Then came Joaquin’s betrayal. He was another student at the university, part of their group, their family. As he was driving Simón, Joaquin, and their other friend home after the birthday, he stopped the car. My heart dropped at that moment. I knew what was going to happen, and it came true. He told the military men to take the person in the passenger seat. Simón was dragged out of the car and Chucho followed right after him wanting to protect him. 

I was so angry at Joaquin. How could he? But I also couldn’t blame him because the people were getting tired of getting killed. Maybe he was too, but that still didn’t give him the right to betray them like that.

The movie did a horrendously wonderful job of truly showing how hard the situation was back then. Simón was taken and tortured alongside Chucho and some other prisoners. The actors were phenomenal at portraying their characters. The flashbacks from Simón and his PTSD being triggered by things done to him when he was captive were beautifully done. 

The main objective of the Venezuelan government isn’t always to kill, sometimes it’s just to scare. Not only were they tortured physically they were also tortured mentally. They would try and get them to turn on each other and to feel guilt over others being hurt instead of them. The pressure and the survivor’s guilt really affected Simón.

It explained many of his actions, especially when he reached his breaking point. He accidentally bumped into Joaquin in Miami while out having fun with Mellissa and he punched him. His one mistake led him to almost be deported. 

I was nervous, praying Mellisa would find a way to make sure he would be safe. But what made me bawl my eyes out was why Simón had punched Joaquin. During his unwilling stay with the military, they tried to force him to sign a paper stating he would tell people to stand down and to stop fighting because it is useless. He refused of course, in an unkind manner.

The general that appeared made my blood boil. The actor portrayed him so well that if I saw him in person, I would not be civil. He was cruel and drove home the point that these protests always rose up and then gave way. It was useless because they would give up just like they always did. What made me angry was that he was right. Currently, there are no protests because after 2017 people got tired of being killed and stopped. It was a hard truth to face for me. 

But it got worse. The real reason Simón was so mad was not because Joaquin betrayed him but because it was misguided anger about himself. Because while two of them went into that government facility, only one came out. 

My heart broke when watching the scene of the consequences of Simón’s actions. As I watched as they beat Chucho until Simón desperately agreed to sign if they just stopped. But it was too late. They had hit too hard, and Simon had waited too long. Chucho was a hallucination, an illusion, something he wished was true, that his best friend and brother in everything but blood was alive. 

The reason why he was having trouble settling in the US is because Chucho would have wanted to return and Simón felt like it was his responsibility to do what he would have wanted. He felt guilty that he got out. Sometimes, I do too. Knowing I’m here while my family is back there where things can suddenly turn ugly again with a drop of a hat is exhausting, worrisome and a bunch of other words I can’t think of right now.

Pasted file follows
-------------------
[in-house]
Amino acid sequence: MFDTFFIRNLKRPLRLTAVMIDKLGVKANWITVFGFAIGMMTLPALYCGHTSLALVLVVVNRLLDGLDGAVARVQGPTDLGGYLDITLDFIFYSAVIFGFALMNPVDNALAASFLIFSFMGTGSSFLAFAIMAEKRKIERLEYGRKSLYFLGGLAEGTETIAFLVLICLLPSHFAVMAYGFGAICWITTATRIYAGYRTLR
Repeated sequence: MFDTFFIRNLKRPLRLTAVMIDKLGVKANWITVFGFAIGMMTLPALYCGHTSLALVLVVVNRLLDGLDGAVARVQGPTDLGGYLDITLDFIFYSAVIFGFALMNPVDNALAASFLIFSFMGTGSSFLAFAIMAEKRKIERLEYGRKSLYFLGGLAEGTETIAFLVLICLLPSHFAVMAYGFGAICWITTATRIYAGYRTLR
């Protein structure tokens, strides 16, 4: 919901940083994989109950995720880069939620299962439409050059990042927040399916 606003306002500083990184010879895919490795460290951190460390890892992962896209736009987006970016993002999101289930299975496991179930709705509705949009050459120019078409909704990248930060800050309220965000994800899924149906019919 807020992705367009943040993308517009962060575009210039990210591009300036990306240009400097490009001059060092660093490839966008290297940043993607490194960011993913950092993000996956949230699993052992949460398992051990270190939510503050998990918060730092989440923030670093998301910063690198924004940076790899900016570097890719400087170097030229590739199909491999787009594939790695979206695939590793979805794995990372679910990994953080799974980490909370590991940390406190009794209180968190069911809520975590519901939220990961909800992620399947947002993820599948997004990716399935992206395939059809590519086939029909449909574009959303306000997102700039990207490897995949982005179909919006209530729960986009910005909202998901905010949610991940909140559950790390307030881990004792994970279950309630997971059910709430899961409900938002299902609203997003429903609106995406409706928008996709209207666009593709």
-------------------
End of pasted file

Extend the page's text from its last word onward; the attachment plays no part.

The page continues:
The portrayal of this guilt nad this struggle was something I saw not only in myself but in others around me. It was a beautiful piece of art, something that could be relatable even to those who didn’t experience it firsthand or had any relation to it.  

What hit hard were the news articles. Mellisa decided to do some research on the situation in Venezuela after the conversations with Simón and it was horrifying: no medicine, no electricity, 96 percent in poverty and a humanitarian crisis. 

I remember packing up care packages in 2017 to send back to Venezuela. We would pack food, over-the-counter medicines, bandages, and even gas masks. But no matter how many packages we could send back, it was never enough. 

This movie was hard. It was too true. Too real, which meant it was a perfect representation of what my country was going through. The movie was artfully done, as it made sure to truly represent what many people went through at that time. 

I recommend watching it if you want to learn more about the protests or if you just want something sad to watch. At least the ending was somewhat hopeful. Just the thought that it was based on real events and things people experienced made me appreciate just how strong a person can be. 

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About the Contributor
Nicole Rodil Suarez
Nicole Rodil Suarez, Photo Editor
Nicole Rodil Suarez is a current senior here at CVHS. Some tasks that she enjoys doing out of school are reading, specifically fiction, baking with her little sister, cooking with her mom, and watching Star Wars with her dad. Nicole has traveled all around the world, and her favorite place she has lived in so far has been Panama.